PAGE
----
On paper, the U.S. economy should be ready to shoot out of the starting blocks like a well-trained sprinter.
Vaccinations have finally slowed the spread of this terrible coronavirus.
The CDC says vaccinated people don't have to wear masks in most places, and we couldn't wait to discard that cloth or paper barrier. Stadiums and fairgrounds are filling with people again, most of them unmasked even if all of them aren't vaccinated.
The weather is getting warmer, our mood is getting brighter and we're getting ready to spend again.
Except we aren't quite committed just yet. Nagging doubt is setting in.
We're easing out of our pandemic cocooning and reluctance, but we haven't yet fully opened our wallets and purses yet. We're having second thoughts about that first big step, whether it's buying a car or house or taking that trip.
The biggest worry is that old bear in the woods, inflation. Consumer prices soared again in April to push the yearly inflation rate to a 13-year high of 4.2%. Almost everything costs more, from tires to toothpaste.
Some price hikes are very noticeable. Meat prices increased 1.5% in April and have risen 4% in the past year. The average price of gasoline has jumped 50% to just over $3 a gallon from $2 a year ago. The average price of a used car topped $25,000 for the first time earlier this year. The soaring costs of lumber are legendary; one realtor said a 4x8 sheet of plywood, the basic component of new home construction or serious remodeling, has tripled since last year.
Shoppers see this, and a bunch of them have slowed down their spending.
The stock market isn't falling, but it really isn't gaining either. It was in an up-and-down cycle for most of May. No one is panicking yet, but no one is singing "Happy days are here again" either. And since consumer spending drives about three-fourths of the economy, not much will happen until you and me and everyone else starts buying more.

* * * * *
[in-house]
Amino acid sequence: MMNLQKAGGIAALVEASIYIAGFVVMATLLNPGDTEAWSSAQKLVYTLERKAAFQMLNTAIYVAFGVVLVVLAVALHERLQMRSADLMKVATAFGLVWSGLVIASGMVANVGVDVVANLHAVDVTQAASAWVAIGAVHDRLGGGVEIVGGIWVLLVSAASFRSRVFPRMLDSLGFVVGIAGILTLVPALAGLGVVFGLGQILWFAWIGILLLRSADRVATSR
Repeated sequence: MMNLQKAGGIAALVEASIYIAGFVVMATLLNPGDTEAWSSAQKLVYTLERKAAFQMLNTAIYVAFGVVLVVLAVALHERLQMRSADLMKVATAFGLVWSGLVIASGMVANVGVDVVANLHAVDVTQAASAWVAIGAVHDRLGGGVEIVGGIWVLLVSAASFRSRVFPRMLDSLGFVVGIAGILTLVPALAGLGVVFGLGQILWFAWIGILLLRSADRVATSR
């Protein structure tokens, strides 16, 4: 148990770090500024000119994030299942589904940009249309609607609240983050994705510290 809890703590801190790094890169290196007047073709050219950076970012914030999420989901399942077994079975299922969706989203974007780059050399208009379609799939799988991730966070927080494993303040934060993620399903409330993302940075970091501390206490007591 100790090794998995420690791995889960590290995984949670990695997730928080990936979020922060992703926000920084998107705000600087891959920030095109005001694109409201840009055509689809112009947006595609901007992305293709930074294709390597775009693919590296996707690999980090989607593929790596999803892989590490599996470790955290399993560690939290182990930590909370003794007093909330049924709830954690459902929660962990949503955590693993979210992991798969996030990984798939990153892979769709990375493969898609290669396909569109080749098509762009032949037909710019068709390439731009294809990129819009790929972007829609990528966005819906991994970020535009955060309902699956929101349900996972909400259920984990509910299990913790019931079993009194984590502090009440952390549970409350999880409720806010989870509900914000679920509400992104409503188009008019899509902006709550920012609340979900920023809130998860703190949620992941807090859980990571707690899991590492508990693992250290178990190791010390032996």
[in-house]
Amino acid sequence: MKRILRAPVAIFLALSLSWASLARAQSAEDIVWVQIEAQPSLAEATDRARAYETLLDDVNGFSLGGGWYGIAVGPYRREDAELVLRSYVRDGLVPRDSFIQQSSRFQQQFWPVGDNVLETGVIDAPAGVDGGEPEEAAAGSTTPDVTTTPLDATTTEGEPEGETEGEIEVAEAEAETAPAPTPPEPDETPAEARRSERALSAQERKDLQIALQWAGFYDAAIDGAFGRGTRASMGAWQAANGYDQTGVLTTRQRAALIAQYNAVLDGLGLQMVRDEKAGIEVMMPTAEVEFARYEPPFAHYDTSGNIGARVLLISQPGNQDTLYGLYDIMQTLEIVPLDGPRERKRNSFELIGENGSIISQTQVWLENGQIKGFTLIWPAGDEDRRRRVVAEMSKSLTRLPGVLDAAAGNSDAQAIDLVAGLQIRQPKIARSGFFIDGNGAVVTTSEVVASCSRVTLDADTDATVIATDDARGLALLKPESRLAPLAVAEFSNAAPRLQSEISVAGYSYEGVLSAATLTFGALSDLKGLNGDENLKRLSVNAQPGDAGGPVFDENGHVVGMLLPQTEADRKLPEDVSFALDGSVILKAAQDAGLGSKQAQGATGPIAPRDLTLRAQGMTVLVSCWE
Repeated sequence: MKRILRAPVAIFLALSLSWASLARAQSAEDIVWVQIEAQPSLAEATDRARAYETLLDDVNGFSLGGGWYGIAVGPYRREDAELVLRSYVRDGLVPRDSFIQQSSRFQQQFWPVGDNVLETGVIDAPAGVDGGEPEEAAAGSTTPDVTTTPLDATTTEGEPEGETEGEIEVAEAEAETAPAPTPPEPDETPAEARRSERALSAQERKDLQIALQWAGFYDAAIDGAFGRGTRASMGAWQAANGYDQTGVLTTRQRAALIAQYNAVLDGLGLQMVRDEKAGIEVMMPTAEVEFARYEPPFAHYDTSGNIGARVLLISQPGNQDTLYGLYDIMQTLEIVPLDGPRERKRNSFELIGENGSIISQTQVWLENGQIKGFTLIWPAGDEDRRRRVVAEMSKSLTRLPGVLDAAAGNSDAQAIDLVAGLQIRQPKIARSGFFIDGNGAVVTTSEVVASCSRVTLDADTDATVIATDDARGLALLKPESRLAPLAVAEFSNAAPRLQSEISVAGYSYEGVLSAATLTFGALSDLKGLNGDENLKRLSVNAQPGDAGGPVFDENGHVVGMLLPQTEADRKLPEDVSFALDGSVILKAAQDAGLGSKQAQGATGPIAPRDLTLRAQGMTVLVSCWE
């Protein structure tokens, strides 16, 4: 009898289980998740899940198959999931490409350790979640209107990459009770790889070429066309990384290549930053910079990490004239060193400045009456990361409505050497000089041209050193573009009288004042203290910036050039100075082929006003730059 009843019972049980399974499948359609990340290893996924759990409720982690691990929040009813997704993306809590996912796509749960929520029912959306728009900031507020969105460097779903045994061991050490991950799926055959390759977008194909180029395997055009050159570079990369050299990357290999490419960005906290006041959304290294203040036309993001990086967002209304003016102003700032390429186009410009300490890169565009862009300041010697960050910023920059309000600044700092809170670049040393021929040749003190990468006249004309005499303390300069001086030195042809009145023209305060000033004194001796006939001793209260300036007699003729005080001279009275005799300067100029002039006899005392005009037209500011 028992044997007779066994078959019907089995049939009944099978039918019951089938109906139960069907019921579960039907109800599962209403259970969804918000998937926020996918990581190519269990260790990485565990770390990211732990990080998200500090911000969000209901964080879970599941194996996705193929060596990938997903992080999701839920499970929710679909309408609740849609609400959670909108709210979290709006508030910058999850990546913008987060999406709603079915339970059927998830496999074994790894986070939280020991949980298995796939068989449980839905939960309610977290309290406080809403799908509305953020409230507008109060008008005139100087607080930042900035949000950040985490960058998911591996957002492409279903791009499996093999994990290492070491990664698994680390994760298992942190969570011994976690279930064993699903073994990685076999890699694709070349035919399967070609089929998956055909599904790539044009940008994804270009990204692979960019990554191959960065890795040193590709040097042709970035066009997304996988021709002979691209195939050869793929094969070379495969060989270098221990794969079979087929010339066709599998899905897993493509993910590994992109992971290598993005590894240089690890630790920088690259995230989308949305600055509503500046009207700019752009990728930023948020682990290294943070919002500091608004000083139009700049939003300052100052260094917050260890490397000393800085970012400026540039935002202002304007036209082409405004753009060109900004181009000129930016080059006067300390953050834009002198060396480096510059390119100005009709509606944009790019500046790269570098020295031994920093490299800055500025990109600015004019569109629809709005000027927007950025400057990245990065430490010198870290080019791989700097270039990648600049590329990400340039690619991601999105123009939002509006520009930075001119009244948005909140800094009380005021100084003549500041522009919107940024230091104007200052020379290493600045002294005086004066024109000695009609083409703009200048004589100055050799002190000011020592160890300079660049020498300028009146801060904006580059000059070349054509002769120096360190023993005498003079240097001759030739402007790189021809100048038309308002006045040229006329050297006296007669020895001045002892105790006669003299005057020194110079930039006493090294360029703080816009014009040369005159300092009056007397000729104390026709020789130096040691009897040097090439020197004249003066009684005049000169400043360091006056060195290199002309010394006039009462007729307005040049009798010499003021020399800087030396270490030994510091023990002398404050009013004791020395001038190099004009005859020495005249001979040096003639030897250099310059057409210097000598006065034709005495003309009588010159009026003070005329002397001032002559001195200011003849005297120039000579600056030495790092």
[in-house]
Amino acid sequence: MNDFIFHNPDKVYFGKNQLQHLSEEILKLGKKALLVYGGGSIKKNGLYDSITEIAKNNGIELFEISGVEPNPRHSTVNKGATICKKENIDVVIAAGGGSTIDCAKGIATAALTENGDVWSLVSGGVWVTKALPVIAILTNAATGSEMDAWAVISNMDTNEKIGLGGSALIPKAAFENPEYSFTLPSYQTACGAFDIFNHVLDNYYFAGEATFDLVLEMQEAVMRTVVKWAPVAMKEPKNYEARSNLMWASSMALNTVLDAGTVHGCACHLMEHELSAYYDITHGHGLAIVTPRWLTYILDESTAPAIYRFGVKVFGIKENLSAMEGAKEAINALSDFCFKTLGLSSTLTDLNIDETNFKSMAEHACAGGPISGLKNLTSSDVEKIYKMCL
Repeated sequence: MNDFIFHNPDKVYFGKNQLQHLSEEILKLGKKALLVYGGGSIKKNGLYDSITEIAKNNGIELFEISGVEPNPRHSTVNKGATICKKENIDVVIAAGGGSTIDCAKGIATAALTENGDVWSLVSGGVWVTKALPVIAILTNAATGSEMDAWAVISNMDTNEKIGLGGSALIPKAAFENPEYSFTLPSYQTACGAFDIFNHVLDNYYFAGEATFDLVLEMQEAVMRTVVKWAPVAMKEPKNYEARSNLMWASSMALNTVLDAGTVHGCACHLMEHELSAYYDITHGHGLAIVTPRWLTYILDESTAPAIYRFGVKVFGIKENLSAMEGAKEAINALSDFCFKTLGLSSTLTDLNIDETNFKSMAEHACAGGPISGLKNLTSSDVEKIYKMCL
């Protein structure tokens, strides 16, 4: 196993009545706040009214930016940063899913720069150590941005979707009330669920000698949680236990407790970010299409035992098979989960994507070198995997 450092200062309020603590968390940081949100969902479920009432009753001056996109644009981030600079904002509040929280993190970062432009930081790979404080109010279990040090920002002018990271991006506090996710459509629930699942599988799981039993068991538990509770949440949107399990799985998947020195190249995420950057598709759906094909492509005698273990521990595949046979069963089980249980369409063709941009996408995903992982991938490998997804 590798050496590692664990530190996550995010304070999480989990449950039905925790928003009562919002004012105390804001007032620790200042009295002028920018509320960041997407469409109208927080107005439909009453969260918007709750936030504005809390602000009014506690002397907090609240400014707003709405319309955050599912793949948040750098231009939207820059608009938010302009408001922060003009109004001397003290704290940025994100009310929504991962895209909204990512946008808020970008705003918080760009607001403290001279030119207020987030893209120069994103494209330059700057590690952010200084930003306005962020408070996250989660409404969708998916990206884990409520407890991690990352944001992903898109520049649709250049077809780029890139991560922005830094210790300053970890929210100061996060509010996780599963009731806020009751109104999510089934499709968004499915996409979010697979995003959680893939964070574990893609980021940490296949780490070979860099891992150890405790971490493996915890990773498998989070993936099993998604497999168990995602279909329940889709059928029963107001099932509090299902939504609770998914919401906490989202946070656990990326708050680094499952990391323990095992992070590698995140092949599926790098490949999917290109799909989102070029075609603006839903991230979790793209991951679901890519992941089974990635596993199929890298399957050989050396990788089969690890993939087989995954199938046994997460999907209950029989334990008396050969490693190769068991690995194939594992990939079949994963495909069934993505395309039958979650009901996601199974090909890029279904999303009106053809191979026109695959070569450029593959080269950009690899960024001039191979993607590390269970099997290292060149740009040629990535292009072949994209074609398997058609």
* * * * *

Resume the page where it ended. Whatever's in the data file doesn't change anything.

The good news is that all of this is probably temporary.
Economists say some degree of inflation was expected as the longdormant economy began to get back on its feet.
After a month or two, they expect that to level off.
If it does, the recovery should really pick up.
Most people are looking for an excuse to spend again and get back to normal life. The rebound should be in full swing when students return to campuses in the fall and back-to-school spending jump-starts stores all over, and then it will really take off. Before you know it, we will be enjoying the best Christmas shopping season in years, and that's a rising tide that lifts all boats.
Frankly, the coming recovery seems like an avalanche that just can't be held back much longer.
But if for some reason that doesn't happen or inflation refuses to go away, somebody's got some explaining to do.
Politically, the party in power usually gets the credit for anything good that happens and the blame for anything that goes wrong.
President Joe Biden and the Democratic majorities in Congress got off to a good start economically with a whopping $1.9 trillion stimulus package that included lots of checks for closed businesses and jobless people - and even people with jobs. That burst of spending - well, borrowing actually - finished off any threat of a worsening recession and allowed the table to be set for this summer's recovery assuming that this summer's recovery actually happens.
If the recovery doesn't kick in soon - or heaven forbid, this year - Democrats will be scorched and go into the midterm elections in 2022 with an even bigger target on their backs.
For now, the momentum has slowed. If it's temporary, the rest of the year could be our country's second version of the Roaring '20s. That is still the most likely scenario, but inflation and consumer doubt need to fade away like the wearing of plastic gloves in stores as in the early days of the pandemic.
Overall, the recovery still seems unstoppable and inevitable unless it isn't.